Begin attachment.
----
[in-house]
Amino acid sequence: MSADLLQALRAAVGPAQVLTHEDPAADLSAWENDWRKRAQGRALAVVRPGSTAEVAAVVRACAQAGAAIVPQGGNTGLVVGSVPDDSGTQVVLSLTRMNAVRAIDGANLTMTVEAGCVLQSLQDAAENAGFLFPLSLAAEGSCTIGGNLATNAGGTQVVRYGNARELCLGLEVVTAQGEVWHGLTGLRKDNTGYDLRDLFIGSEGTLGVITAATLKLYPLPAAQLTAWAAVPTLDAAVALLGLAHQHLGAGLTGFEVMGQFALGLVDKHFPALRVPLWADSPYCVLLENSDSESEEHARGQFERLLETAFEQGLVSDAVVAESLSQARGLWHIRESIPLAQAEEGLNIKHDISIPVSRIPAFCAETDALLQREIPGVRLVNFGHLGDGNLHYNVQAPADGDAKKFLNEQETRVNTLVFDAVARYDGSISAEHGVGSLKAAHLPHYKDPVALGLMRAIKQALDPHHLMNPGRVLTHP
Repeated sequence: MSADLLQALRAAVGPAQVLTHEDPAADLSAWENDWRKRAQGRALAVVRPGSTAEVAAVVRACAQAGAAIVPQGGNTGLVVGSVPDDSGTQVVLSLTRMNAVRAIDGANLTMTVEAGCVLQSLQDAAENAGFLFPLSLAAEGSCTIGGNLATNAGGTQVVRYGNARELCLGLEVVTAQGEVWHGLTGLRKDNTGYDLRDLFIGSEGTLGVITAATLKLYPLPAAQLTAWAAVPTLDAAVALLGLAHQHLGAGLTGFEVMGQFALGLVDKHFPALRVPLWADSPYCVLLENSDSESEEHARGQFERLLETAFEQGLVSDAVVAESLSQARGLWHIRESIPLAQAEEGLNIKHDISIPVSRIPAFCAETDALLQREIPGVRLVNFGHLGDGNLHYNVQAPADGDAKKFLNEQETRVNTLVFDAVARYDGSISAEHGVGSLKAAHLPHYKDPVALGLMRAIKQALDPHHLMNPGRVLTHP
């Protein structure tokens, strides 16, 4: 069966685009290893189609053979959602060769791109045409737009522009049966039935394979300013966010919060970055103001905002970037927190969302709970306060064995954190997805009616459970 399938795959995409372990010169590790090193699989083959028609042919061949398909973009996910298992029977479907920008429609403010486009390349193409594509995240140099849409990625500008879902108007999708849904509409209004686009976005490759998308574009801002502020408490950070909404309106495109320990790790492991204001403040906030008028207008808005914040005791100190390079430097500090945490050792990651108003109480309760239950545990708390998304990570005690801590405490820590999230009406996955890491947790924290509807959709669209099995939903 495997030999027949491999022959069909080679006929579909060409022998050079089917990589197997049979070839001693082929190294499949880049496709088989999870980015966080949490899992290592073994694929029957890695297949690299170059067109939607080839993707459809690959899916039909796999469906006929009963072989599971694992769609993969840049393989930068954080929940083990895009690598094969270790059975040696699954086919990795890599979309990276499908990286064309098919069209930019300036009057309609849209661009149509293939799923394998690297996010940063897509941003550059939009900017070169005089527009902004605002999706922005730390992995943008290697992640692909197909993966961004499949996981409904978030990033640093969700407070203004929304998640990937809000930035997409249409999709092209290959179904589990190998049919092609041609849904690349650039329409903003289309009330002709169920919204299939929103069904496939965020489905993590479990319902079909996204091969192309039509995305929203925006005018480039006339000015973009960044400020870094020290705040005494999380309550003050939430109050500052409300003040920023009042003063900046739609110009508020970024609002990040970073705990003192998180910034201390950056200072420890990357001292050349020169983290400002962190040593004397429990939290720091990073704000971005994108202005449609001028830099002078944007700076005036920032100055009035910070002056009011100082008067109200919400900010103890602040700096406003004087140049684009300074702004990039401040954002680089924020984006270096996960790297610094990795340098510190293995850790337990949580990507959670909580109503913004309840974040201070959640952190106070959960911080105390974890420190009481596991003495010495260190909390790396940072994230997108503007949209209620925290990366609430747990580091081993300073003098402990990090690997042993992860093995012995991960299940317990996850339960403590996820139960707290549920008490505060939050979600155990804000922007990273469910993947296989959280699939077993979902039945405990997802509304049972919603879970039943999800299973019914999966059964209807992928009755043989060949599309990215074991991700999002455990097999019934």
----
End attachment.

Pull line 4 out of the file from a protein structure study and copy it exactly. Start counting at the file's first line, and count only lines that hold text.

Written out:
């Protein structure tokens, strides 16, 4: 069966685009290893189609053979959602060769791109045409737009522009049966039935394979300013966010919060970055103001905002970037927190969302709970306060064995954190997805009616459970 399938795959995409372990010169590790090193699989083959028609042919061949398909973009996910298992029977479907920008429609403010486009390349193409594509995240140099849409990625500008879902108007999708849904509409209004686009976005490759998308574009801002502020408490950070909404309106495109320990790790492991204001403040906030008028207008808005914040005791100190390079430097500090945490050792990651108003109480309760239950545990708390998304990570005690801590405490820590999230009406996955890491947790924290509807959709669209099995939903 495997030999027949491999022959069909080679006929579909060409022998050079089917990589197997049979070839001693082929190294499949880049496709088989999870980015966080949490899992290592073994694929029957890695297949690299170059067109939607080839993707459809690959899916039909796999469906006929009963072989599971694992769609993969840049393989930068954080929940083990895009690598094969270790059975040696699954086919990795890599979309990276499908990286064309098919069209930019300036009057309609849209661009149509293939799923394998690297996010940063897509941003550059939009900017070169005089527009902004605002999706922005730390992995943008290697992640692909197909993966961004499949996981409904978030990033640093969700407070203004929304998640990937809000930035997409249409999709092209290959179904589990190998049919092609041609849904690349650039329409903003289309009330002709169920919204299939929103069904496939965020489905993590479990319902079909996204091969192309039509995305929203925006005018480039006339000015973009960044400020870094020290705040005494999380309550003050939430109050500052409300003040920023009042003063900046739609110009508020970024609002990040970073705990003192998180910034201390950056200072420890990357001292050349020169983290400002962190040593004397429990939290720091990073704000971005994108202005449609001028830099002078944007700076005036920032100055009035910070002056009011100082008067109200919400900010103890602040700096406003004087140049684009300074702004990039401040954002680089924020984006270096996960790297610094990795340098510190293995850790337990949580990507959670909580109503913004309840974040201070959640952190106070959960911080105390974890420190009481596991003495010495260190909390790396940072994230997108503007949209209620925290990366609430747990580091081993300073003098402990990090690997042993992860093995012995991960299940317990996850339960403590996820139960707290549920008490505060939050979600155990804000922007990273469910993947296989959280699939077993979902039945405990997802509304049972919603879970039943999800299973019914999966059964209807992928009755043989060949599309990215074991991700999002455990097999019934």